Governor of the State of Osun, Governor Rauf Aregbesola, on yesterday in Lagos said he had signed two contracts for an aircraft maintenance hanger with private sector operators in the state, as part of efforts to further diversify its economy and save the nation huge amounts in foreign exchange spent annually by operators in the aviation sector.
Amount spent on aircraft maintenance abroad for the country’s 10 domestic airlines is estimated at about N50 billion yearly for ‘Checks A to D,’ with ‘A’ and ‘B’ checks being lighter, while ‘C’ and ‘D’ encompasses complete overhaul.
According to aviation experts, an aircraft goes for ‘C’ Check every 15 to 18 months, at the cost of between $1 million and $2 million, depending on the type.
The ‘D’ Check for the Boeing 737- 300, 737-400 and 737-500, is conducted after 24,000-flight hours, while the Boeing 747-400 requires a ‘D’ Check after 28,000-flight hours, and the Airbus A-330-341 goes for routine check after every six years.
In a chat with senior journalists, Aregbesola said the hanger would be constructed over a period of four years.
“Airport is not for passengers alone. Airport is targeted at economic development: Aircraft maintenance (hanger), cargo and passengers. Other things can follow.”
Continuing, the governor noted: “Some people wonder why Osun must have an airport when there is one (neighbouring) Akure (Ondo State) and Ibadan (Oyo State). We went to people who would invest in aircraft maintenance. I have with me now, two contracts already signed to site an aircraft maintenance hub. When I deliver the aircraft, my aircraft will succeed, whether or not there is passenger traffic.”
Governor Aregbesola also wonders: “But must there be an airport before I can set up an aircraft hanger?”
He said the firms to build the hangers are asking already if they can carry the cost of constructing the airport along with that of the hanger, noting that the venture would be profitable, given the fact that there are only two of such maintenance hub in sub-Saharan Africa, South Africa and Ethiopia.
Another reason for enthusiasm, the governor added, is the reality that aircraft maintenance must happen at specified times, just as he wonders why people continue to limit the argument for an airport to passenger traffic alone, instead of looking at the broader perspectives.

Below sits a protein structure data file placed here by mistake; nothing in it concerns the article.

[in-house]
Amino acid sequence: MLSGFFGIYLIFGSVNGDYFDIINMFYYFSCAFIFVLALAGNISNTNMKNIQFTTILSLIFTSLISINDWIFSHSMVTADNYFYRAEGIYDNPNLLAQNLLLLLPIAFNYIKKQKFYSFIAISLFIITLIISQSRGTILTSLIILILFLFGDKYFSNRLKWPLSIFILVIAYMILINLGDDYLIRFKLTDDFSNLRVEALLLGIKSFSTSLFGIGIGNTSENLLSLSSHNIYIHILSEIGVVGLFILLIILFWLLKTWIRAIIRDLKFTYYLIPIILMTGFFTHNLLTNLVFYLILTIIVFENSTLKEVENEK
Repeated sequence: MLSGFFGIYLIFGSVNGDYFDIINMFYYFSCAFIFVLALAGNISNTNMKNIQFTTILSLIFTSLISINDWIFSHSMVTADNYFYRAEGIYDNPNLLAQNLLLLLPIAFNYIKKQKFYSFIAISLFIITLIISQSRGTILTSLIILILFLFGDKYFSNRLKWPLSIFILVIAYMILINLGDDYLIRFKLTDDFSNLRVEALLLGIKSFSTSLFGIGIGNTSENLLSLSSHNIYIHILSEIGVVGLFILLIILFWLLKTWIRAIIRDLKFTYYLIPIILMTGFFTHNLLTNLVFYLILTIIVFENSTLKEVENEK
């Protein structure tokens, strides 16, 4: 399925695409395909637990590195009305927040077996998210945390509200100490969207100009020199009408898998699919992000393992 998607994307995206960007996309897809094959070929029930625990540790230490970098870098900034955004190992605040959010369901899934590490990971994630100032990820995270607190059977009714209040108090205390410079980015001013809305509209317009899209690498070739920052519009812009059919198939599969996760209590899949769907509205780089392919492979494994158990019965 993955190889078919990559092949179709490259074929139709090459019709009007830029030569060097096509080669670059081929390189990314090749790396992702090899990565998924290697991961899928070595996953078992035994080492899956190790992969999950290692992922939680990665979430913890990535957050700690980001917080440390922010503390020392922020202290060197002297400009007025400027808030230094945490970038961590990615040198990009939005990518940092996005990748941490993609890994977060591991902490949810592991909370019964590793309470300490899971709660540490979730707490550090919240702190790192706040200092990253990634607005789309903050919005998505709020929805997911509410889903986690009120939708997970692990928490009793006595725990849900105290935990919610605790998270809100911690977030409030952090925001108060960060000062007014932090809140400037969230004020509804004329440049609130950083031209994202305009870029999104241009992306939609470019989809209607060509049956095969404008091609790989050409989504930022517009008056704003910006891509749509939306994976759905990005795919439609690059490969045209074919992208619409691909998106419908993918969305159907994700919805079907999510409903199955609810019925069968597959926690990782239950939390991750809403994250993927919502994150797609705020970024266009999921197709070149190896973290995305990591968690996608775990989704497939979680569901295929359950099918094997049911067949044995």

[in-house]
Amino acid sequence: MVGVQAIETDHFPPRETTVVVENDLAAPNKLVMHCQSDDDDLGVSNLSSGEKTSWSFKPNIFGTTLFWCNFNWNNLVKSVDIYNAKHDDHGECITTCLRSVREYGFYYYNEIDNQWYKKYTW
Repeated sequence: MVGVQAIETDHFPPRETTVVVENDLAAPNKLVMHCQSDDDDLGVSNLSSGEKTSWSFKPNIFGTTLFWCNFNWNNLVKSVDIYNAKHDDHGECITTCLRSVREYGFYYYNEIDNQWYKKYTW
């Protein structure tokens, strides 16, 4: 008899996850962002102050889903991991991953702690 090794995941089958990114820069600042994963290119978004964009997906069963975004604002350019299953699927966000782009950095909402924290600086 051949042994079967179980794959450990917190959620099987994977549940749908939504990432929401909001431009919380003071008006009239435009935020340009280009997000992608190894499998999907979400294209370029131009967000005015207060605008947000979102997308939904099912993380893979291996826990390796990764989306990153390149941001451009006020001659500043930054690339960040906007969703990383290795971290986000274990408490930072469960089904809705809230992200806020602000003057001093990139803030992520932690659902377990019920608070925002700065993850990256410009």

He also spoke of discussions with a firm in the Middle East for a cargo section of the airport to supply agric produce from Osun and further broaden the state’s revenue base, as part of efforts to ensure it becomes self sufficient.
Aregbesola stressed the need to restructure Nigeria as it is today, because most of the 36 states are not viable and cannot survive without help from the centre, thereby making them mere appendages, and defeating the essence of the nation’s federalism.
As a result of that, he continued, “It would be a miracle for the roads in Osun to be tarred without help from the Federal Government.”
The governor assured that the state remains resolute in its determination to become an agricultural base and has not abandoned the plan to contribute just 10 per cent of the food consumed in Lagos, the nation’s economic and commercial capital.
So far, he said, his administration has invested N3 billion in the sector and that the bulk of the food for feeding students of public schools in the state have been locally sourced, saying the system has not produced enough for the second leg of the dream of selling farm produce to Lagos.
The greatest problem of agriculture in Nigeria, he also noted, is the failure of government to give incentives that would encourage people to go back to the farm, thereby ensuring self-sustenance in agriculture. One way of achieving such, he believes by government put in place a regime of guaranteed minimum purchase price whereby it becomes the buyer of last resort, ensuring that what ever is produced is not allowed to rot or die because there is no ready buyer.
Aregbesola said his administration, being pro-poor in all its projects is also “giving interest-free credits to micro entrepreneurs,” just as it has so far spent N3.6 billion on the state’s youths’ employment drive and N3.5 billion on feeding school children, a situation that has endeared the ordinary people across the state to his government.